Ernest J. Gaines, internationally acclaimed author, Writer in Residency Emeritus at the University of Louisiana at Layfayette (UL), native and resident of Oscar, Louisiana entered into eternal rest at the age of 86 on November 5, 2019 at his home with his devoted wife of 26 years, Dianne Gaines. Ernest J. Gaines was born on January 15, 1933 on River Lake Plantation in Oscar, Louisiana in Point Coupee Parish. He was the son of Adrean Jefferson and Manual Gaines and was raised by his beloved great-aunt, Augusteen Jefferson. He lived and worked on that plantation until he was fifteen. As a child he wrote letters for the old people who could not write and read letters that they could not read themselves. He absorbed with love the culture in which he lived. At the age of fifteen, his mother and stepfather sent for him to join them in California where they had gone for better work and opportunities. Ernest was the oldest of his siblings born in Louisiana and was not able to continue his education there because of the lack of schools for African American children in certain areas of the South. It was when he went to California that he was first able to go to a library. He loved the library and reading but soon realized that there were no books about him or his people. He concluded that with so many books in the library, it must not be too difficult to write a book and decided to do just that. At the age of sixteen, he convinced his mother to rent a typewriter for him. His first attempt at what would become the novel, Catherine Carmier, was rejected by a New York publisher. In disgust, he burned his work in the backyard; but the desire and determination to write never left him. After attending high school and serving in the United States Army, Gaines returned to college. His first short story, The Turtles, was published when he was a student at San Francisco State. It drew the attention of Dorothea Oppenheimer who became his literary agent until she died. Gaines went on to write ten books of fiction which have been translated in 19 countries. His work, while situated in Louisiana, addresses universal challenges to human dignity of all people. His characters illustrate the human capacity to confront oppression with dignity and strength. Four of his works have been made into films (The Autobiography of Miss Jane Pittman, 1974; "The Sky is Gray", 1980; A Gathering of Old Men, 1987; and A Lesson Before Dying, 1999). In addition, Gaines' life and work have been presented in three documentary films, sixteen scholarly books and 25 doctoral dissertations. Gaines holds honorary doctorates from 19 universities. He was a charter member of the Fellowship of Southern Writers. Gaines was named the first Louisiana Humanist of the Year by the Louisiana Endowment of the Humanities. In 1993, he received a John D. and Catherine T. MacAuthur Foundation Fellowship. The Chevalier honor was presented to him in Paris by Pamela Harriman, the United States ambassador to France, in 1996. At that time, Gaines was a visiting professor at the University of Rennes, where he taught the first creative writing class in the French University System. Ernest James Gaines, the little boy from Cherie Quarter, went on to receive the National Medal of The Humanities from President Bill Clinton; the National Medal of The Arts from President Barak Obama; the Order of Arts and Letters in Paris; the National Book Critics Circle Award; and numerous other awards. In presenting the National Medal of the Arts at the White House, President Barak Obama praised Ernest J. Gaines "for his contributions as an author and teacher. Drawing deeply from his childhood in the rural South, his works have shed new light on the African-American experience and given voice to those who have endured injustice." Among his other honors, Gaines was inducted into the American Academy of Arts and Letters, received the National Governor's Association Award for lifetime contribution to the arts, and the Louisiana Center for the Book Writer of the Year Award. He also received the Aspen Prize for Literature, the Cleanth Brooks Award for Lifetime Achievement from the Fellowship of Southern Writers, the Sidney Lanier Prize for Southern Literature, the Celebration of Black Writing Lifetime Achievement Award, and the Hurston/Wright Foundation Northstar Award. In 2015, he and his wife, Dianne, received the Foundation for Historic Louisiana Award for the Preservation of the Cherie Quarter Church and Cemetery at River Lake Plantation. After his retirement, Gaines and his wife built a home on property along False River that was once part of the plantation where he was born. For 20 years they have been activists in preserving the cemetery where his ancestors and two of his brothers are buried. Each year on the last Saturday in October, they organize and host a cemetery beautification day honoring all who lived and died in Cherie Quarter. In 2006, the Baton Rouge Area Foundation established the Ernest J. Gaines Award for Literary Excellence. The award "honors the legacy of one of America's finest literary treasures." The $15,000 annual prize is awarded to an emerging African American writer selected by a committee of judges who are successful authors and professors. In 2010, UL formally opened the Ernest J. Gaines Center, an international research center on Gaines and his work. Gaines' original manuscripts, papers, all editions and translations of his work, his awards, prizes and other memorabilia are housed in the Center. Mourning his passing, but celebrating his life are his wife of 26 years, Dianne Saulney Smith Gaines; stepdaughters, Maria Smith Williams and Jennifer M. Smith; stepsons, Jonathan A. Smith and Stephen M. Smith; siblings, Lois Young, Charles Colar (Elizabeth), Norbert Colar, Joseph Mack Gaines, Michael Colar (Linda), Deborah Colar (Jesse), Leonard Colar, Sambra Colar, La Vern Colar (Gennisa), Oze Gaines (Linten), Leonard Gaines, Sr. (Checkita), Beatrice Johnson, Helen Harris, Carolyn McCullam (Robert), Mary Thomas (Frank) and Isiah Gaines, Sr. (Patricia); step grandchildren, Annalisa M. Smith and Nicholas M. Smith, LaKeisha Nowicki (Kyle) and Samantha Bencomo (Louis); former daughters-in-law and special friends, Bianka LaBeouf Smith and Sharon Smith Gardner; and many nieces, nephews and friends. Preceded in death by his father, Manuel Gaines; mother, Adrean Colar; stepfather, Raphael Colar; brothers, Lionel Gaines, Eugene Gaines, Nathaniel Gaines and Manuel Gaines, Jr. Visitation and Family Hour Friday, November 15, 2019 4:00 pm to 6:00 pm, Hall's Celebration Center, 9348 Scenic Hwy., Baton Rouge, LA. Visitation continues Saturday, November 16, 2019 12:00 pm until religious service at 1:00 pm, Hall's Celebration Center. Reverend Levert Kemp, officiating. In lieu of flowers, donations can be made to: Ernest J. Gaines Center, University of Louisiana at Lafayette, P.O. Box 43539, Lafayette, LA 70504, (337) 482-1848, gainescenter@louisiana.edu . or Mount Zion River Lake Cemetery, P.O. Box 81, Oscar, LA 70762. Services entrusted to Hall Davis and Son. www.halldavisandson.com.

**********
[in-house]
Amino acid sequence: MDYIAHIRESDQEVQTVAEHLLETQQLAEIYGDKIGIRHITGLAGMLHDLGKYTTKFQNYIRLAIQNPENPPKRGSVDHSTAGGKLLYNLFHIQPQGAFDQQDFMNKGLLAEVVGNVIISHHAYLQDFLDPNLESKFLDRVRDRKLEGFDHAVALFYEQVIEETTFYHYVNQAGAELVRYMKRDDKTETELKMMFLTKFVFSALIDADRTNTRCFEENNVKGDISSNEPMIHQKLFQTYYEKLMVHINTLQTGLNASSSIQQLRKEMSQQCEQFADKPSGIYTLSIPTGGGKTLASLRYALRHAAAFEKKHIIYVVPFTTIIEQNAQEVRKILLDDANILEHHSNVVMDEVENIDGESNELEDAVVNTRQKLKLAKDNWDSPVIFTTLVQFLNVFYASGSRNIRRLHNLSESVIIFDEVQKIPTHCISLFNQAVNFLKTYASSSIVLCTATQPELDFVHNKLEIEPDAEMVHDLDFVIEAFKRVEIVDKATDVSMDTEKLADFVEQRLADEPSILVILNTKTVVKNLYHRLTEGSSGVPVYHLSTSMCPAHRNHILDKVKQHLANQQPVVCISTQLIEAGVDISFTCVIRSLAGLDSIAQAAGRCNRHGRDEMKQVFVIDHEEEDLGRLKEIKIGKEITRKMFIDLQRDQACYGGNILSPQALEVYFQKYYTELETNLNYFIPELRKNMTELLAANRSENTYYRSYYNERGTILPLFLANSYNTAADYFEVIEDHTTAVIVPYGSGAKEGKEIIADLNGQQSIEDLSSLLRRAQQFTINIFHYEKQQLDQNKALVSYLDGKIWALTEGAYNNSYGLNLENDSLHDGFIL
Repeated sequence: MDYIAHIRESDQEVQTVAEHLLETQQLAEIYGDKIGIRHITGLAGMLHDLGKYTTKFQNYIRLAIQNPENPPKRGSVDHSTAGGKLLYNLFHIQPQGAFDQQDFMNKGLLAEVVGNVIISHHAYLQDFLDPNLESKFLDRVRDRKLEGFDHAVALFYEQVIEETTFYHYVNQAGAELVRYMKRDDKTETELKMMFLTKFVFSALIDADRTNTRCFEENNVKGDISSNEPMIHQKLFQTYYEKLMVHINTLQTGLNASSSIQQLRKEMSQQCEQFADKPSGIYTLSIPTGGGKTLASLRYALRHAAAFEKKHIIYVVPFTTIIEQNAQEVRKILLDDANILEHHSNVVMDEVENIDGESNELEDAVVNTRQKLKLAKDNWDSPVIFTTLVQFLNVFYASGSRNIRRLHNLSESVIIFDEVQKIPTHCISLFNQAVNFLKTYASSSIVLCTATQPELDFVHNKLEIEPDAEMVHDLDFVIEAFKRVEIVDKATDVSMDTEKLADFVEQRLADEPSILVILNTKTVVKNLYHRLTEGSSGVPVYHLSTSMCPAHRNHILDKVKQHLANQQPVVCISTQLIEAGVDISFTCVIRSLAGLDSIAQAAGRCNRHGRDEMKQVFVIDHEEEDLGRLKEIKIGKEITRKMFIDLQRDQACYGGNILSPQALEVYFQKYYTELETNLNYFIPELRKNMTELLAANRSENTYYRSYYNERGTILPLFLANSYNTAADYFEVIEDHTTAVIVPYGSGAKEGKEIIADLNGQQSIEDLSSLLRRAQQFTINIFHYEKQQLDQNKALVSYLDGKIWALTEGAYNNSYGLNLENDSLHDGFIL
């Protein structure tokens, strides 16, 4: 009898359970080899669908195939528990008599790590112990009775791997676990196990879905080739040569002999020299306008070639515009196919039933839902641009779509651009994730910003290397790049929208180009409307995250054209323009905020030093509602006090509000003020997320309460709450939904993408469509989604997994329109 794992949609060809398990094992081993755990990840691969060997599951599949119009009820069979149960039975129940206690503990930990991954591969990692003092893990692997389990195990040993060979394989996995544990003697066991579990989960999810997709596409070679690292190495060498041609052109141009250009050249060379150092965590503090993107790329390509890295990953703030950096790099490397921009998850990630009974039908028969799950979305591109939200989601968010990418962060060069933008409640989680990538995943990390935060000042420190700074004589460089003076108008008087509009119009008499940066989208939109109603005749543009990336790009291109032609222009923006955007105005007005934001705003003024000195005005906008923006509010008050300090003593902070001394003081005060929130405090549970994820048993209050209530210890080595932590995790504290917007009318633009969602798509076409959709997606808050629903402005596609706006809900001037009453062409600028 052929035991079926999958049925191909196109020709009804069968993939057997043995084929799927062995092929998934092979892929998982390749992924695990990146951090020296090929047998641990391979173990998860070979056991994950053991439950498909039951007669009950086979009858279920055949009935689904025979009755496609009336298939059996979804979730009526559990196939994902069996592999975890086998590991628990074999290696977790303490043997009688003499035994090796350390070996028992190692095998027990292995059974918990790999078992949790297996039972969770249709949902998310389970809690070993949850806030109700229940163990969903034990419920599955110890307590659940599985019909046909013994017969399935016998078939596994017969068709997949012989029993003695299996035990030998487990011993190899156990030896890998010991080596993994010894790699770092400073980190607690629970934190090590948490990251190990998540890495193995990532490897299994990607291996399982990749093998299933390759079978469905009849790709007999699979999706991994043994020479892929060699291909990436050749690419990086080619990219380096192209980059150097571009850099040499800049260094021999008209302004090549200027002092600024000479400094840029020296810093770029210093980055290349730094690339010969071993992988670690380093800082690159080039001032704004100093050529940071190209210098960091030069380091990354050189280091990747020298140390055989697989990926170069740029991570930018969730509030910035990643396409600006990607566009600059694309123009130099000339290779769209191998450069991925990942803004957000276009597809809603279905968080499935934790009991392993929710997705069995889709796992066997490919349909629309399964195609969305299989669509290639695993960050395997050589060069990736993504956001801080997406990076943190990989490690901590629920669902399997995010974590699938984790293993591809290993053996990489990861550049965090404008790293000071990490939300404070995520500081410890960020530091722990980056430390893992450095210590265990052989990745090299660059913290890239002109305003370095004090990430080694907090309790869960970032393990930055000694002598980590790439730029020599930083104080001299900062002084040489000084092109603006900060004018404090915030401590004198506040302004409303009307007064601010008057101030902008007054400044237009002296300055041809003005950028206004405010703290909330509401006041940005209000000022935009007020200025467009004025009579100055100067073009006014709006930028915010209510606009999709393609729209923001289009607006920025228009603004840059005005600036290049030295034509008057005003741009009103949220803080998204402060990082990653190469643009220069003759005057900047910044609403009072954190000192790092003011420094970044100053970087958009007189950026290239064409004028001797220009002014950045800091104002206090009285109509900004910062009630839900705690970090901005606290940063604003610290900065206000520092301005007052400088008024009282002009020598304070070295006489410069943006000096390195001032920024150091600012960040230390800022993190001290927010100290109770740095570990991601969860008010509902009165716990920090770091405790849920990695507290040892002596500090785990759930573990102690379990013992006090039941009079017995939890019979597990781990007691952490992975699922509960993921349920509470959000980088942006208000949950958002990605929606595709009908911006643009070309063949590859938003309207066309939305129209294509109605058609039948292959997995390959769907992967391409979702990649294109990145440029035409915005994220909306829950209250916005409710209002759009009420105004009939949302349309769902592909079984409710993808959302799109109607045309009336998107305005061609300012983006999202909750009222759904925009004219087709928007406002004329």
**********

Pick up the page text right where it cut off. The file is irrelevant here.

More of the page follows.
View Full Obituary ›
Services Provided By
Hall Davis and Son Funeral Service - Baton Rouge
9348 Scenic Highway
Baton Rouge, LA 70807
Past Services ╲╱